The Challenges of BYOD


BYOD, or Bring Your Own Device, isn’t a new concept, but it’s quickly gaining momentum in the workplace. Employees enjoy bringing their own devices to work. There’s freedom in using your mobile phone or laptop instead of a device provided by the company. It’s convenient for the employees and beneficial for the business. Professionals who work in a BYOD-friendly environment are not only more likely to do extra work during their off hours and on vacation, but they’re also happier to do so.

Instituting a BYOD policy saves money for the company as well. It’s less costly than buying mobile phones, tablets, and laptops for every employee who needs one. That’s not to say that there aren’t disadvantages and potential pitfalls involved in a BYOD office, however. Trust is essential. Employees must trust their superiors, and employers must trust their staff members. Disclosure and transparency will help with that. Employees need to register their devices, and staff must ensure that those devices are safe. Office-wide agreements and contracts describing what is and isn’t allowed are helpful, too.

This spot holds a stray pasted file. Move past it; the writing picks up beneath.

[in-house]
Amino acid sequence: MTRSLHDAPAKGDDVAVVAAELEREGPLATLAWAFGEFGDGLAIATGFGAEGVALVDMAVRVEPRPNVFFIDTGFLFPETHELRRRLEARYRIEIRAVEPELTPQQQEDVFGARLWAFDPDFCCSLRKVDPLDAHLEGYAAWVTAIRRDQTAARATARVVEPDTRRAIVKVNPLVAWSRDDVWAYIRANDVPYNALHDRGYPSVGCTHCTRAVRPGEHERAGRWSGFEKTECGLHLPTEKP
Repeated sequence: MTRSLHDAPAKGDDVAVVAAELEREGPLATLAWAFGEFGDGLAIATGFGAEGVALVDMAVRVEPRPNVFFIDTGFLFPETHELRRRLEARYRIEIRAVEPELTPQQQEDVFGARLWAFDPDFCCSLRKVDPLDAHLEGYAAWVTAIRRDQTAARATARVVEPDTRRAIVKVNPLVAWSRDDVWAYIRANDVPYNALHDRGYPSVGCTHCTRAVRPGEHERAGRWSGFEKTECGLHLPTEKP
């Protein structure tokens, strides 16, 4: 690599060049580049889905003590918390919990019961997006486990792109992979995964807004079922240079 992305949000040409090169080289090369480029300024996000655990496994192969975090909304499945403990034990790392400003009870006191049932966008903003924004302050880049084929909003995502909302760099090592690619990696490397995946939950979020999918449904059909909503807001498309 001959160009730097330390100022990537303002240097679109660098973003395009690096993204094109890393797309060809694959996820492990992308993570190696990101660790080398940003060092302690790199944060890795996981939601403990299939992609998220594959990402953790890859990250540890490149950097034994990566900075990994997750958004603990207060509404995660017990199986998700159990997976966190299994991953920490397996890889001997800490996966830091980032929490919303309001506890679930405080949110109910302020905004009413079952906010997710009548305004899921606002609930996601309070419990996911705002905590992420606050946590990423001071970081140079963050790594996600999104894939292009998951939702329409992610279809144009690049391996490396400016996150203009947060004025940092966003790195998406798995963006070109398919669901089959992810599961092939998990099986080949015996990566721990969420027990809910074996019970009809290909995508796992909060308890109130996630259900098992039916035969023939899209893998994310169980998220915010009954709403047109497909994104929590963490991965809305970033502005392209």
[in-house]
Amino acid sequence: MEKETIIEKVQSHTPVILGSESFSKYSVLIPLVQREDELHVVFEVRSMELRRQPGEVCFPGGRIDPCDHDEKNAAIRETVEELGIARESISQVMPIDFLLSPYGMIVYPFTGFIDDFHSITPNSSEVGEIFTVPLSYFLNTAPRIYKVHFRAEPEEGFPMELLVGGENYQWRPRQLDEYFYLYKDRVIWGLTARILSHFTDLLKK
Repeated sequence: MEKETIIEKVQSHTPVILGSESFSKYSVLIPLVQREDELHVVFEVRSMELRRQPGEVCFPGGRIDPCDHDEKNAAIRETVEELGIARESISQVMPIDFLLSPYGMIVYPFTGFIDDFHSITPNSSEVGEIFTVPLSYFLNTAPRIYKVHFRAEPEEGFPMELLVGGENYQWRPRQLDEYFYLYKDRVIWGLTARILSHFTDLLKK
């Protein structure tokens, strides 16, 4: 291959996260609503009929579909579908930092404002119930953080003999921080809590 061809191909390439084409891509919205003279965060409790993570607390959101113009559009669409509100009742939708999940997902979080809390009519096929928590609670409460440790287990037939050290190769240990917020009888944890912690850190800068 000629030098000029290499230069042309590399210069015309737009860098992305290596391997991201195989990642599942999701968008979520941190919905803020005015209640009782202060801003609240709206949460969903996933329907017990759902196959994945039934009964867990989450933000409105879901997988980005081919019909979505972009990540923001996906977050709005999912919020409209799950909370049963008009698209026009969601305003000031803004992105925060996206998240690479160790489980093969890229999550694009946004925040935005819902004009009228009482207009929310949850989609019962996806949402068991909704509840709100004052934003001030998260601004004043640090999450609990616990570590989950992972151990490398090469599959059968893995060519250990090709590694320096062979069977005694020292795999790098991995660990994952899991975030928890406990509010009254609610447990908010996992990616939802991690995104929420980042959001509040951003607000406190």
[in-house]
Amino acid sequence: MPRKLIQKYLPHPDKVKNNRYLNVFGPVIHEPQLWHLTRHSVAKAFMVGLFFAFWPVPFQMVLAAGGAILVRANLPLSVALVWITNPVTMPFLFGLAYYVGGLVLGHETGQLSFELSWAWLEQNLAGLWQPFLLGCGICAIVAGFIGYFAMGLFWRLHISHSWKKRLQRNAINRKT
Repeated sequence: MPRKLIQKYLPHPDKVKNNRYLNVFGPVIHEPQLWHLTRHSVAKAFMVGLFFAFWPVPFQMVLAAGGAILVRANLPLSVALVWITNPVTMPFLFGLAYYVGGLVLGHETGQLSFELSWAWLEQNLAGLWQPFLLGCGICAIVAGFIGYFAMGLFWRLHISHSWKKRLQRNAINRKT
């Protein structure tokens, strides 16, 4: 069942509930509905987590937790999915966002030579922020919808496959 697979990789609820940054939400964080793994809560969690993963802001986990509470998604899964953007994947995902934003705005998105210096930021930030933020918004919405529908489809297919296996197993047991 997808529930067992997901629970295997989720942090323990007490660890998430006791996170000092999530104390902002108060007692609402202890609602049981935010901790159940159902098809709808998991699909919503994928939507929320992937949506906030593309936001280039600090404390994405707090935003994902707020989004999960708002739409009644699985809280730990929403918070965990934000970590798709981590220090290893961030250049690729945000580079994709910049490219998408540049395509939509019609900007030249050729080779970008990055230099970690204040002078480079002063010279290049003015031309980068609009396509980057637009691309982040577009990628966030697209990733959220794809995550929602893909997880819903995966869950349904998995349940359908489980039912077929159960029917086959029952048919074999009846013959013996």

In addition to security measures for remote wiping, cloud safety, and virus and theft protection, the subject of data usage is a prickly one when discussing BYOD plans. How do you compensate employees who use their devices for personal and professional purposes? What are the rules of data usage? Some companies offer their employees unlimited data plans from T-Mobile, but it’s critical to put provisions in place, especially when employees have fast, unlimited LTE data at their disposal. For example, place restrictions on popular apps and provide a clear definition of the company’s views on personal data. Learn more about successfully implementing a BYOD policy in the infographic below.

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